Revising and Editing
After writing the first draft, you have a lot of your ideas out there, but they may not be expressed in the most complete and clear way possible. Go back to your writing and revise. The word "revision" actually means to re-look ("vision") at the essay again. Look at the essay as a whole by focusing on ideas and content. Look specifically at the suitability of the writing for your purpose, as well as the logic and clarity of the ideas and the organization.
Try asking the following questions:
- Have I responded to the assignment? What is my purpose for this essay? Does the essay accomplish the purpose of the assignment?
What should I rethink? Was my position clear? Did I provide enough analysis to convince my readers? Have I addressed differing points of view?
How is my tone? Was I too overbearing or too firm? Do I need qualifiers? Is the tone appropriate for the audience?
- Is the thesis logical and clearly stated?
- Does each paragraph have just one main idea?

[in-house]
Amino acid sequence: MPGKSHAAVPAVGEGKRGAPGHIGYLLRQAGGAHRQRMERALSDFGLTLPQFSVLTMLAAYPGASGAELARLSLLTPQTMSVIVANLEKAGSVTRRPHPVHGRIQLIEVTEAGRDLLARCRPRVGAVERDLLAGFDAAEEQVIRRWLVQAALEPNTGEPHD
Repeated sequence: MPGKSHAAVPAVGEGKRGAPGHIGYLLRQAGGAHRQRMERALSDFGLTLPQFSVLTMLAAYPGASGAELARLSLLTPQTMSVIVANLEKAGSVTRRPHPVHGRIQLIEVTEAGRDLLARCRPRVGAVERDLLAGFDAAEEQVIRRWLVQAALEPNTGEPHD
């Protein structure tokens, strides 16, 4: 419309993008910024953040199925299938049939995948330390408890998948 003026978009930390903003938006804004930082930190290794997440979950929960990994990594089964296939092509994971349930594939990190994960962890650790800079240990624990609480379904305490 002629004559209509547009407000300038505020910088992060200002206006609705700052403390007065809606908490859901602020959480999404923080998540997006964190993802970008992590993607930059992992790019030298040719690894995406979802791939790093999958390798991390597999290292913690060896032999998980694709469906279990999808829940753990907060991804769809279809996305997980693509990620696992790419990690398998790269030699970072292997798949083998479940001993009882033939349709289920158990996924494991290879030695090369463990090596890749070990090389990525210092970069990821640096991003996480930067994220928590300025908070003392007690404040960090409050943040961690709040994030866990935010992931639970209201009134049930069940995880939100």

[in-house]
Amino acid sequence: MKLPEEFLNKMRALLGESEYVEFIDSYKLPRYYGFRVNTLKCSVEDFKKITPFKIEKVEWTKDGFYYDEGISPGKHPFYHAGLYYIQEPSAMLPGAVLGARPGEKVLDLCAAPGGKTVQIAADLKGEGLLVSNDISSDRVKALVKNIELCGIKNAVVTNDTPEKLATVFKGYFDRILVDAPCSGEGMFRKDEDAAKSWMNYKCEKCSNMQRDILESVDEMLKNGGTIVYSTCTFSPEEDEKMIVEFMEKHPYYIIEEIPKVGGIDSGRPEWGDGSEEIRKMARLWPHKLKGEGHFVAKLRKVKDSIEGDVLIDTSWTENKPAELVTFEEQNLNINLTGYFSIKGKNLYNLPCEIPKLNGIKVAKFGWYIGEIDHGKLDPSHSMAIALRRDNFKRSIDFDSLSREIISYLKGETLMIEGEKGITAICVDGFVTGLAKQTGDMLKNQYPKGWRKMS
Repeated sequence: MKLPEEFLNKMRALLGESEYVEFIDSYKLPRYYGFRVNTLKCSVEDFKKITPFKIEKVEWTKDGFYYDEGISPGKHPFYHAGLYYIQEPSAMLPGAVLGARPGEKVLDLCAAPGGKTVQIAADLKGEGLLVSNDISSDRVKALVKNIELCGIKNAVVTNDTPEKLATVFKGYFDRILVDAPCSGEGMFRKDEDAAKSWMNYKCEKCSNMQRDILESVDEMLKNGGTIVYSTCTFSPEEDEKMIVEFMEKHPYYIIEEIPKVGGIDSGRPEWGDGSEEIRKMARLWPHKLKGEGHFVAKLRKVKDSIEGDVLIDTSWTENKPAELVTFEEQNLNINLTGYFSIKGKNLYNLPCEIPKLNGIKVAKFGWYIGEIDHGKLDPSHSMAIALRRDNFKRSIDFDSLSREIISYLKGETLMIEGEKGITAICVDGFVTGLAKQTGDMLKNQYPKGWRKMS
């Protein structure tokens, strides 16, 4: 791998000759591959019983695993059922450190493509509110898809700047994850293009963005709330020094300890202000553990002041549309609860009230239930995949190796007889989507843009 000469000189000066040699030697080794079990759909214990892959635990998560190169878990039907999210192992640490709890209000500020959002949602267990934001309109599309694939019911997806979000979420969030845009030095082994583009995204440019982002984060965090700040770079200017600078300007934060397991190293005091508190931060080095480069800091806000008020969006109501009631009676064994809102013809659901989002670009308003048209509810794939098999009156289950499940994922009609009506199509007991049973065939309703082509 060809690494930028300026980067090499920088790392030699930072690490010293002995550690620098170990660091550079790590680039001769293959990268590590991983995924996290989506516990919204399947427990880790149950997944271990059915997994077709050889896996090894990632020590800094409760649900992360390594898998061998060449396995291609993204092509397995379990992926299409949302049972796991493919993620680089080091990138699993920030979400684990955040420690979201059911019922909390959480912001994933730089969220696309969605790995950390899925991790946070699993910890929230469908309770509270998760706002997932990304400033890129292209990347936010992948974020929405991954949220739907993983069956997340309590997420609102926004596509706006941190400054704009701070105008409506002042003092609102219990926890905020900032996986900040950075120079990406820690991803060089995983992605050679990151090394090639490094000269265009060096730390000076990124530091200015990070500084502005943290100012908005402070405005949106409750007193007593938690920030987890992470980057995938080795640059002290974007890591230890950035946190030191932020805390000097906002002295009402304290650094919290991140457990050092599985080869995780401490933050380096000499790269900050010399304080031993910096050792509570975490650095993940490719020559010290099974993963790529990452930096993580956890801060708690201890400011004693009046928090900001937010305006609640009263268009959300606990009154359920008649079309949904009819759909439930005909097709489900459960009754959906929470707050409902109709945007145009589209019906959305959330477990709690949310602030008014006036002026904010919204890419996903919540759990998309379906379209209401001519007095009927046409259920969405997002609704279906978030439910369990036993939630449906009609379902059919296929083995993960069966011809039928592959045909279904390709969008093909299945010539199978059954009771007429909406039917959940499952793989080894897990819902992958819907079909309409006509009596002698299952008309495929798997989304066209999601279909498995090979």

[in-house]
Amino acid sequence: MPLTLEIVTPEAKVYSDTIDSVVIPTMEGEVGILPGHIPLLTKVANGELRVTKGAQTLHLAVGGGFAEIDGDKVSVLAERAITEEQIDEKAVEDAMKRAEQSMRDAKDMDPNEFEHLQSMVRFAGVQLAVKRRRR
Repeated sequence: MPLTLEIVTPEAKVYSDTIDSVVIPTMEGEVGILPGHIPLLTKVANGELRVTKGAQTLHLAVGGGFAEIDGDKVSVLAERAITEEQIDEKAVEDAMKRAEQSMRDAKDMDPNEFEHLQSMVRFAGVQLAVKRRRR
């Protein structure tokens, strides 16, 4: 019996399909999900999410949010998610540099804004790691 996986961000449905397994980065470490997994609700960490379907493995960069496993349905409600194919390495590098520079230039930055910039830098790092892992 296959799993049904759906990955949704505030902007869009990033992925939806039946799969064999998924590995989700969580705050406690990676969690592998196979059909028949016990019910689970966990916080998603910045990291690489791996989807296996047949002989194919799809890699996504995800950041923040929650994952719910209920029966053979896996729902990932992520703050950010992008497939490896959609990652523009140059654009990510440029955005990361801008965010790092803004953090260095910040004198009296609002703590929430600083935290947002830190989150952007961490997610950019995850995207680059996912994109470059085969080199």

- Are all details logically connected to each other in each paragraph?
- Does each paragraph directly support or expand on the thesis?
What should I keep? What is most effective?
What should I change? Are parts of my essay confusing? Do I need to explain my ideas more fully?
What should I add? Where do I need more details, examples, and other evidence to support my point?
Has all extra information that does not relate to the thesis been removed? What could I get rid of? Did I use irrelevant details? Was I repetitive?
Does the conclusion proceed naturally from the rest of the essay? Does my conclusion show the significance of my essay?
Try one of these revision techniques:
- Make a plan of how you will address key claims you have identified as most important in each reading.
- Construct a thesis statement that reflects the purpose of the assignment.
- Write an outline to organize your ideas.